Neanderthal Blog 10/31/2006 Post a comment I knew it. Dismissing the possibility of Neanderthal and modern humans interbreeding seemed like saying the continents didn't fit together before plate tectonics proved they did.
What I learned in Iceland Blog 10/30/2006 Post a comment The European Union is using busses to test the reliability and life cycle of hydrogen fuel cells. How can EDA companies partecipate in such futuristic projects?
The little engine that could Blog 10/25/2006 Post a comment Blu-ray Disc was again in the news this week. We had all waited with baited breath for the launch of Sony stand-alone BDP-S1 Blu-ray Disc player, but it didn't happen. They say that three times is charm, but for Sony I'm not so sure. The BDP-S1 has been delayed three times so far.
Gemstar, suing Digeo over EPG patents, resumes battle Blog 10/25/2006 Post a comment Having extracted roughly $40 million from Microsoft back in the 90s, Gemstar is now taking on the other half of the original Microsoft duo, Paul Allen, by suing Digeo and indirectly, Charter Communications, his cable company, which uses Digeo's Moxi guide. Between Gemstar's claims to own the essence of what an EPG does, and TiVo's claims to own the essence of what a digital video recorder (DVR) does, I pity today's designers of video equipment. In an era that should be rife with innovation, we f
Hedging the WiMAX bet Blog 10/24/2006 Post a comment There was once a time when if you had to bet your company on a technology, you'd also like to have Intel blow on the dice before you rolled them.
Life without Dataquest Blog 10/23/2006 Post a comment Gartner Dataquest will terminate its coverage of the EDA industry at the end of October 2006. Gary Smith and four other analysts will be laid off.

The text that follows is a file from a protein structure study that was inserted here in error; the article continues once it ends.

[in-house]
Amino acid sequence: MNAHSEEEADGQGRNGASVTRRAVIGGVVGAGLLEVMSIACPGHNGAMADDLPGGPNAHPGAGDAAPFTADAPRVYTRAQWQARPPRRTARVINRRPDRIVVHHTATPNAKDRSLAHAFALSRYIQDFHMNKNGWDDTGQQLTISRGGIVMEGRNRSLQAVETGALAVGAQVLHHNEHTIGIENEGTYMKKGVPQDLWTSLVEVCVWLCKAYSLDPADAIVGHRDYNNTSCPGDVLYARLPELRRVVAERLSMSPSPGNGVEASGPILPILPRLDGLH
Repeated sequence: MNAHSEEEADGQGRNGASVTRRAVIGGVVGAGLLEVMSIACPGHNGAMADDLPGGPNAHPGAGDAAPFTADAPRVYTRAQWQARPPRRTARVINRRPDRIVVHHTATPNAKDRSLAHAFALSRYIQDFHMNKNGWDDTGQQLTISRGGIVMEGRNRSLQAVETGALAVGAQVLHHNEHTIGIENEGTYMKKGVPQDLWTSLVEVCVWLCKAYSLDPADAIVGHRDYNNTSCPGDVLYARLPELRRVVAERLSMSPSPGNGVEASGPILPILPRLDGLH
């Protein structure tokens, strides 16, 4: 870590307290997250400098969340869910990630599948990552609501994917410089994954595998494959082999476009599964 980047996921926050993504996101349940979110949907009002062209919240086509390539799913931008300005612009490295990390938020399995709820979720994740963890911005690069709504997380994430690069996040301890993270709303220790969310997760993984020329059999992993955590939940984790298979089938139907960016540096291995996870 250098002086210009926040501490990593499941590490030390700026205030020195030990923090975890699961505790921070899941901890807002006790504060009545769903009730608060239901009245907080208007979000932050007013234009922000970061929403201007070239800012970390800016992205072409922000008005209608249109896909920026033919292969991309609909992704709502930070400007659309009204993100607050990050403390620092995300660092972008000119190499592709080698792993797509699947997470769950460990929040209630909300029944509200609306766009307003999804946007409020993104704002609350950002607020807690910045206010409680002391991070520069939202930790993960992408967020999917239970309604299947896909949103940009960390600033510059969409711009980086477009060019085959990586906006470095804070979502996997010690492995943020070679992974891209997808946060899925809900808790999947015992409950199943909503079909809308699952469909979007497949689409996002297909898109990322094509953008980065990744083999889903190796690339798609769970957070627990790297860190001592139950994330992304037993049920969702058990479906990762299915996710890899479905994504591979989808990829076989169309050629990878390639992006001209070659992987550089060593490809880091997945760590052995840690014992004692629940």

Internal antennas are a waste of space Blog 10/19/2006 Post a comment A real-world comparison of an implementation of an external antenna on an inexpensive Motorola V180 and a Samsung SGH X507 showed them both to have greater range than the Nokia E70 with internal antenna--at almost one third the cost.
3-D moves forward with new LCD technology Blog 10/19/2006 Post a comment The announcement of a 3-D LCD screen using polarized glasses for viewing -- the same kind they use in the 3-D movies -- is very good news. Millions of people have already demonstrated a willingness to wear the lightweight polarized glasses.
What's in name? Blog 10/18/2006 Post a comment You know, I was talking to someone the other day about displays. The subject of plasma TVs came up. It's surprising that when people think of flat-screen displays, they automatically think that everything is plasma.
And now for something completely different Blog 10/16/2006 Post a comment Over the last couple of years, midrange cellular handsets have expanded their appeal by packing on features. And it can be fun, cool and even convenient to have your phone double as a camera or a music player. But let's face it: Given today's technology, a phone is unlikely to displace a digital camera or an iPod in your "digital lifestyle" arsenal. A phone is--and should be--designed, above all, to be a phone.